Summer in Toronto is a time for big events. From film, food and music festivals to charity runs and sporting events, there is a lot to do in the city.
Big events mean big spending for the city, and a big job for Toronto police, who are often tasked with keeping revellers safe — though a report brought before the city’s Executive Committee Thursday says that’s getting harder to do.
The report from Deputy City Manager Tracey Cook details the biggest challenges to the city, police and event organizers when it comes to providing proper security for such events, citing “planning, resource (people and equipment) and funding pressures.”
Among those resource pressures, Cook writes that the Toronto Police Service (TPS) has difficulty providing adequate staffing for such events, because they don’t have enough officers available for paid duty.
“In some cases, such as large city events and when the request for paid duty officers go unfilled, the TPS may backfill requests for police presence at the event with on-duty officers. As a result, TPS business continuity is impacted in those areas where the on-duty officers are deployed from,” Cook writes.
This is an issue city staff and police have been discussing since well before Thursday’s meeting, but it has come into sharper focus after the Toronto Raptors’ NBA Championship parade through downtown, marred by accusations of bad planning, a shooting, an ensuing stampede and the death of a young child after a medical episode.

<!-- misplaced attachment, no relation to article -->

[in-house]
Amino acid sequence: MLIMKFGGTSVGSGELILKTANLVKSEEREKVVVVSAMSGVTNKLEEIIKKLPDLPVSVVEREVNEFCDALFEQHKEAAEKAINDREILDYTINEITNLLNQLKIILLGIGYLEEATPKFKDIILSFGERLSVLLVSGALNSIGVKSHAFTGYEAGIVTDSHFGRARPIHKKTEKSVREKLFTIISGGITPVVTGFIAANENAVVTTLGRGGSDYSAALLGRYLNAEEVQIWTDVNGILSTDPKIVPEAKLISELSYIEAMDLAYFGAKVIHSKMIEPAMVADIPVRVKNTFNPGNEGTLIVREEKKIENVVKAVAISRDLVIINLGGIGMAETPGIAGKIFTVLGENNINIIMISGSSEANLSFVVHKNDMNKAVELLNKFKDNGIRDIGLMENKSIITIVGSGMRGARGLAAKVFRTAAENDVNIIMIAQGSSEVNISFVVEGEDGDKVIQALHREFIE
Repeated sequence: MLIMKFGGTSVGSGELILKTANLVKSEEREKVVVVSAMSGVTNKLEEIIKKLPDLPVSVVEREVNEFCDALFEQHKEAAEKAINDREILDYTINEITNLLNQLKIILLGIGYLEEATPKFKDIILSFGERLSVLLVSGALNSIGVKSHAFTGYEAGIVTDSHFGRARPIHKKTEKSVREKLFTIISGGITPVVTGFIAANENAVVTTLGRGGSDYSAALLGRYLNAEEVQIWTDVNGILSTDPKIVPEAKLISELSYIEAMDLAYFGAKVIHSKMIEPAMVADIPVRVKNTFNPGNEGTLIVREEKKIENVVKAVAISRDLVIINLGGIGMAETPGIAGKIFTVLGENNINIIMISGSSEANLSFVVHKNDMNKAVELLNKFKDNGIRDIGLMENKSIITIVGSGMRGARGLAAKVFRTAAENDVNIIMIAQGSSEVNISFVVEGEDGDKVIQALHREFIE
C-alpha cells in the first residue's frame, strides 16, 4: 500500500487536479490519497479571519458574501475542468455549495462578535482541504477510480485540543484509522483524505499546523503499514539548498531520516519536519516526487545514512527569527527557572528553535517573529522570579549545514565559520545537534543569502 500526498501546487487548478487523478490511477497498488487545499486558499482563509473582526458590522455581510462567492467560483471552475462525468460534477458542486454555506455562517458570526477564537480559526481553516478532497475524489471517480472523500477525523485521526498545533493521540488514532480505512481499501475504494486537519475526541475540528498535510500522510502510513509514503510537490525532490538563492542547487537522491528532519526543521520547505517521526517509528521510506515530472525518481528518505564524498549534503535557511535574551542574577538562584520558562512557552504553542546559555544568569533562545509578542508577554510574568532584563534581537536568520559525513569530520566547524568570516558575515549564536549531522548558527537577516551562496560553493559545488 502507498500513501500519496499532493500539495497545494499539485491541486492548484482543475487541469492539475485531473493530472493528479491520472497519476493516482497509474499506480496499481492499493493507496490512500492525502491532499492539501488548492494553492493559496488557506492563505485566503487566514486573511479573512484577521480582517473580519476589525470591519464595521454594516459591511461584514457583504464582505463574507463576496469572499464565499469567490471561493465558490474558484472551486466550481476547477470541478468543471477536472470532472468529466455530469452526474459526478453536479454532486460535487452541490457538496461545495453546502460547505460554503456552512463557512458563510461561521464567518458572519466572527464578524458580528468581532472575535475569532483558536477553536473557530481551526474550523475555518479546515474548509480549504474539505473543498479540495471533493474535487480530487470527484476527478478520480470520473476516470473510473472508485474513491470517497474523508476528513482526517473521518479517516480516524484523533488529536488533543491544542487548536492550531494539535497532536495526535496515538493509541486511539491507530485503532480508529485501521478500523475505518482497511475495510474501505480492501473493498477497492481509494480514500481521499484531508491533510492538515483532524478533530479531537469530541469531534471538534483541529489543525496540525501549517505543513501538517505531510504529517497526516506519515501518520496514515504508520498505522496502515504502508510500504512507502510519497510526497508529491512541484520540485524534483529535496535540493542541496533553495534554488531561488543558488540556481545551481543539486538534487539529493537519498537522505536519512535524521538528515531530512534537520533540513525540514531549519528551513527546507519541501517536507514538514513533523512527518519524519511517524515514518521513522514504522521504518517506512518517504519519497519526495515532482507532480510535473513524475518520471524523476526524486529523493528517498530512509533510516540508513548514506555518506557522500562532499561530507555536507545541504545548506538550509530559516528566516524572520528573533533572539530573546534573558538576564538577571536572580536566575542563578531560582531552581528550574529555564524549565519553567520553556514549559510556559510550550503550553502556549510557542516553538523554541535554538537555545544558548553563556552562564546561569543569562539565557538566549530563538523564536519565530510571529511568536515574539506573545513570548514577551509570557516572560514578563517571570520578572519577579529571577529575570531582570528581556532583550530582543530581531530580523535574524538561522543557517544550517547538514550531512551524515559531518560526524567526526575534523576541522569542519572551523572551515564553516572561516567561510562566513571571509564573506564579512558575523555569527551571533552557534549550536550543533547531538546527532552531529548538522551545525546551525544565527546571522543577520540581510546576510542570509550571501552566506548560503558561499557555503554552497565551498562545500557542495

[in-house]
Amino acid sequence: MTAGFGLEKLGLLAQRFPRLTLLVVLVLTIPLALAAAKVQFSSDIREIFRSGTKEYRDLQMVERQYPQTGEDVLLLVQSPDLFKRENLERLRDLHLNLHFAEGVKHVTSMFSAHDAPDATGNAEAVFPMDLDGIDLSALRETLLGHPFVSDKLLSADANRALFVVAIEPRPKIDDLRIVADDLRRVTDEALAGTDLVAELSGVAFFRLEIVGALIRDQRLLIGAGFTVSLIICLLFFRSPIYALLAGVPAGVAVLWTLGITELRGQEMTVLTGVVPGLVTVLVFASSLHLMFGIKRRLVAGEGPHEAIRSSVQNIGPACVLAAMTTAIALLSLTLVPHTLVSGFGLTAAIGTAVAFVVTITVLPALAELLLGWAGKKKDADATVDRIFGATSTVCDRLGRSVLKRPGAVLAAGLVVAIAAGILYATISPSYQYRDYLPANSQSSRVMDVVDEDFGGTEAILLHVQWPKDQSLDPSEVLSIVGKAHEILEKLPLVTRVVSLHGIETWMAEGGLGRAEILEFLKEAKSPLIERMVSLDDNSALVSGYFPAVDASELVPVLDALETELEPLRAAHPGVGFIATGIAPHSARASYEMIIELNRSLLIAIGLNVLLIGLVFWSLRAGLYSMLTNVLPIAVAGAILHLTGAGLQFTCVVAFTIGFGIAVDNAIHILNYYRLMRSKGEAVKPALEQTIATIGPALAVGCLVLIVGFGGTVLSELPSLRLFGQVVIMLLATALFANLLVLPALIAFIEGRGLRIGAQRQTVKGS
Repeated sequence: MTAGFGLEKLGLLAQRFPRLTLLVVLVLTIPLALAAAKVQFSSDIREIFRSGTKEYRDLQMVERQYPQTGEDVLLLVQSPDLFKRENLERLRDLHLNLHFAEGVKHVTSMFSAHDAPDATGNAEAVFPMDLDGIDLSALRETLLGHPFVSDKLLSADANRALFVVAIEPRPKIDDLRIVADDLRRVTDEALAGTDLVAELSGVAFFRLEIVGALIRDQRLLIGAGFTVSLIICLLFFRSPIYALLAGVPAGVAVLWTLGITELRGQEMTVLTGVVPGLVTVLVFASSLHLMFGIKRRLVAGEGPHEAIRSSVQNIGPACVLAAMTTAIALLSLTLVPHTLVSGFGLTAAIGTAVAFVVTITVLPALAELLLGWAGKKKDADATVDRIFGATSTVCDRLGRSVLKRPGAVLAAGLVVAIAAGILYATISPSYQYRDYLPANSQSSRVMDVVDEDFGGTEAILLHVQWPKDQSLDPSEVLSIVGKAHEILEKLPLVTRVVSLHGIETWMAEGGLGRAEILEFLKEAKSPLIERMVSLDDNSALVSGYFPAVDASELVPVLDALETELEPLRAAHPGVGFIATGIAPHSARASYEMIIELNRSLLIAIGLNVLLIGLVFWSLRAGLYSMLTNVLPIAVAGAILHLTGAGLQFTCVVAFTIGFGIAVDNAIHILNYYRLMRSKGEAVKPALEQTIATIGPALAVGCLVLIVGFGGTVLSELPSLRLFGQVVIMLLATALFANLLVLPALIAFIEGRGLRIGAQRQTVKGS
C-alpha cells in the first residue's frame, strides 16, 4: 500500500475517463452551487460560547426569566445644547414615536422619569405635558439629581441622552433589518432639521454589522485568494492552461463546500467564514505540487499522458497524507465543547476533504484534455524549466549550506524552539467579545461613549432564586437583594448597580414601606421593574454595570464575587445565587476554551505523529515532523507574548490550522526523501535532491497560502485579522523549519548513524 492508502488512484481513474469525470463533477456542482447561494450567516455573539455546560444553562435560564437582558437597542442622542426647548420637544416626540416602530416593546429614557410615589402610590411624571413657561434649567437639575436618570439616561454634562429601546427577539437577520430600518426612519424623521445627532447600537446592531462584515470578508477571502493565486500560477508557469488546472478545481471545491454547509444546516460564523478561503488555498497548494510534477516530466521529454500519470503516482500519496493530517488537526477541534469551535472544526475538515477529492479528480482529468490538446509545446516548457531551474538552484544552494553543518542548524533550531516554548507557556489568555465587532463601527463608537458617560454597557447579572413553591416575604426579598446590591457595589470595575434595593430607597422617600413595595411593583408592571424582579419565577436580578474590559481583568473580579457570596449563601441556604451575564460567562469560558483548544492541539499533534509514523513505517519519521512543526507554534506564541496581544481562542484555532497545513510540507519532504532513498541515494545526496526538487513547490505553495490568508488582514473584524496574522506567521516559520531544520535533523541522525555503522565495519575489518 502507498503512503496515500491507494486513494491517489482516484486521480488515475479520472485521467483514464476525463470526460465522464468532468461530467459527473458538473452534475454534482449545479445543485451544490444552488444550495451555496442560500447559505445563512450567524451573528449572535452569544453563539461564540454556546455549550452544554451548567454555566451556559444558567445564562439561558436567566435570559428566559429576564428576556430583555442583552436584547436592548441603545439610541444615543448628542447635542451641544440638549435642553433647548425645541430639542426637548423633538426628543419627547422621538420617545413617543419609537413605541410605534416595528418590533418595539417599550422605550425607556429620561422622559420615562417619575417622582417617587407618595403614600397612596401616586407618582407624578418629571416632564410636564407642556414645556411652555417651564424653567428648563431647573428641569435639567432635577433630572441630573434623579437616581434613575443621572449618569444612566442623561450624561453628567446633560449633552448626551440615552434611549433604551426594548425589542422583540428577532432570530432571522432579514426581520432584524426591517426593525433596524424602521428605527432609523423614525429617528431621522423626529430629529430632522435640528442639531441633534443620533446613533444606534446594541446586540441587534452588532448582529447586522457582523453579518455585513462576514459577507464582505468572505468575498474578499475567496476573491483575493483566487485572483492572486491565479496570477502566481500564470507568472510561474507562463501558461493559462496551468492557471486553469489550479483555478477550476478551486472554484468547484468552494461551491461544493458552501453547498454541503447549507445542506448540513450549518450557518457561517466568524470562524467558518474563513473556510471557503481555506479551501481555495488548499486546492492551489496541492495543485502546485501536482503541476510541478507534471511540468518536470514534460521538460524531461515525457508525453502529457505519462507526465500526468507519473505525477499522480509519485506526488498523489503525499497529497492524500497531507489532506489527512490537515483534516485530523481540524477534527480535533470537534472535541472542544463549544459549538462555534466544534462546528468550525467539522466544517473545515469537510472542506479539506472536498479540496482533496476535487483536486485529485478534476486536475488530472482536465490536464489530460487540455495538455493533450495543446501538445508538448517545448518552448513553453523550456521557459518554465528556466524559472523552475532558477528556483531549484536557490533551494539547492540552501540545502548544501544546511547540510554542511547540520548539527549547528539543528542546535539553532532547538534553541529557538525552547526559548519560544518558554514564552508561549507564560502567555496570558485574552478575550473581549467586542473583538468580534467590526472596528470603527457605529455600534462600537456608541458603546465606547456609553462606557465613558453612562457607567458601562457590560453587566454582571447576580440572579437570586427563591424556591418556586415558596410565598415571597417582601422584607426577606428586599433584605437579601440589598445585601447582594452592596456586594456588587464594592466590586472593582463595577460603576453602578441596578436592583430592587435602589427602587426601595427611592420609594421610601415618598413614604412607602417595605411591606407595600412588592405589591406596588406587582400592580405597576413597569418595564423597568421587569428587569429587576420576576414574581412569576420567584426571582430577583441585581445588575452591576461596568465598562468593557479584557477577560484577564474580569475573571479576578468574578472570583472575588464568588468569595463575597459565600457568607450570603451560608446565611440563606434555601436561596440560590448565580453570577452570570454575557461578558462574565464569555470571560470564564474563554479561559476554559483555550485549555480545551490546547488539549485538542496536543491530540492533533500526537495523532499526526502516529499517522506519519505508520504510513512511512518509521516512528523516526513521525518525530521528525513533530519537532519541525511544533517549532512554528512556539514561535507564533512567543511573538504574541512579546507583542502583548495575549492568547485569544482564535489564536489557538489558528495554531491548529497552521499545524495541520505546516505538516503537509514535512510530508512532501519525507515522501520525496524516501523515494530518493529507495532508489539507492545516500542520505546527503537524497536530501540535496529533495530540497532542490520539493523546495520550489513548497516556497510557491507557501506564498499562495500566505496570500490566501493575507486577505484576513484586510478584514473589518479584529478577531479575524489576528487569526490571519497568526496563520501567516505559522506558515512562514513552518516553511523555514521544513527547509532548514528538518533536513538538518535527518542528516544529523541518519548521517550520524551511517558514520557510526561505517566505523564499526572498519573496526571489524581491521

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Mike McCormack, President of the Toronto Police Association, says he’s been sounding that alarm for years. He says not only are there not enough officers to do the paid duty necessary, but that some of those that are available feel a greater need to take the day off than take an extra shift.
“Over 25 per cent of our shifts on a daily basis are being filled by overtime and officers being called back,” says McCormack.
“That also depletes the pool that are available for paid duty, so yeah, they want their time off because they’re working more than they’ve ever worked and they’re stressed out.”
Neither Cook nor Mayor John Tory were available for comment Thursday.
But Councillor Michael Thompson, a member of the Executive Committee, says most of Toronto’s events are well managed for their size and that gatherings as large as the Raptors parade are rare.
“We have to plan in terms of how we can augment the complement with respect to policing and other groups and agencies (i.e. private security)…who could actually help us to ensure that we have a safe event,” says Thompson.
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What that augmentation will look like is still up in the air. The report was simply meant to inform committee members and doesn’t suggest any action.
Potential solutions will be discussed in future meetings between police and city staff.